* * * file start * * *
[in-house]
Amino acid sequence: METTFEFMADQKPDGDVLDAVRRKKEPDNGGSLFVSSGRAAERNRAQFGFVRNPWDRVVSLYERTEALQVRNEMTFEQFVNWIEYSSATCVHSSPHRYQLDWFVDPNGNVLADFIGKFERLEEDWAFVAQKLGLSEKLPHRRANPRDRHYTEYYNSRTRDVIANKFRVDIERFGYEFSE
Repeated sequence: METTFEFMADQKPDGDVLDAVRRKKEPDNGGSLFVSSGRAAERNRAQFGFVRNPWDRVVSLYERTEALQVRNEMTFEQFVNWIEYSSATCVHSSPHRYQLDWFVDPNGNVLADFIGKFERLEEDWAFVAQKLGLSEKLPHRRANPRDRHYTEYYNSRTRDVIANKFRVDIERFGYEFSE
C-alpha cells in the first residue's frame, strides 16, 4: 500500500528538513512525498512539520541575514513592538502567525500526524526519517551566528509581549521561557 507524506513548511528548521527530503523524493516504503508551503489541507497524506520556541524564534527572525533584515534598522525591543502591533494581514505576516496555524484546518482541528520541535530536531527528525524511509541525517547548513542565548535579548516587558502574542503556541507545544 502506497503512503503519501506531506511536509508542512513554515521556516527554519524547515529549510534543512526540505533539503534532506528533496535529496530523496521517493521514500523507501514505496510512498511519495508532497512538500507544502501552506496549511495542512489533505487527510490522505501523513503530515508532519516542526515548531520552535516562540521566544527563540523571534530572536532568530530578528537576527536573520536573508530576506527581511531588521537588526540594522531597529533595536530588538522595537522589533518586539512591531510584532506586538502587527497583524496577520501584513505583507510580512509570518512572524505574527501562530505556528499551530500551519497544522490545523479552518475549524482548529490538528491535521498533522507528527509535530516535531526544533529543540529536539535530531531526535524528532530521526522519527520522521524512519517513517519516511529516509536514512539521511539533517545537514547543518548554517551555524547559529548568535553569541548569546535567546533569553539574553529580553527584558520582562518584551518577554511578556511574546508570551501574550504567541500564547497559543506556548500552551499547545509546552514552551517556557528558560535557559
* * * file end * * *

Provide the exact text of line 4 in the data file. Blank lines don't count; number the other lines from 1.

C-alpha cells in the first residue's frame, strides 16, 4: 500500500528538513512525498512539520541575514513592538502567525500526524526519517551566528509581549521561557 507524506513548511528548521527530503523524493516504503508551503489541507497524506520556541524564534527572525533584515534598522525591543502591533494581514505576516496555524484546518482541528520541535530536531527528525524511509541525517547548513542565548535579548516587558502574542503556541507545544 502506497503512503503519501506531506511536509508542512513554515521556516527554519524547515529549510534543512526540505533539503534532506528533496535529496530523496521517493521514500523507501514505496510512498511519495508532497512538500507544502501552506496549511495542512489533505487527510490522505501523513503530515508532519516542526515548531520552535516562540521566544527563540523571534530572536532568530530578528537576527536573520536573508530576506527581511531588521537588526540594522531597529533595536530588538522595537522589533518586539512591531510584532506586538502587527497583524496577520501584513505583507510580512509570518512572524505574527501562530505556528499551530500551519497544522490545523479552518475549524482548529490538528491535521498533522507528527509535530516535531526544533529543540529536539535530531531526535524528532530521526522519527520522521524512519517513517519516511529516509536514512539521511539533517545537514547543518548554517551555524547559529548568535553569541548569546535567546533569553539574553529580553527584558520582562518584551518577554511578556511574546508570551501574550504567541500564547497559543506556548500552551499547545509546552514552551517556557528558560535557559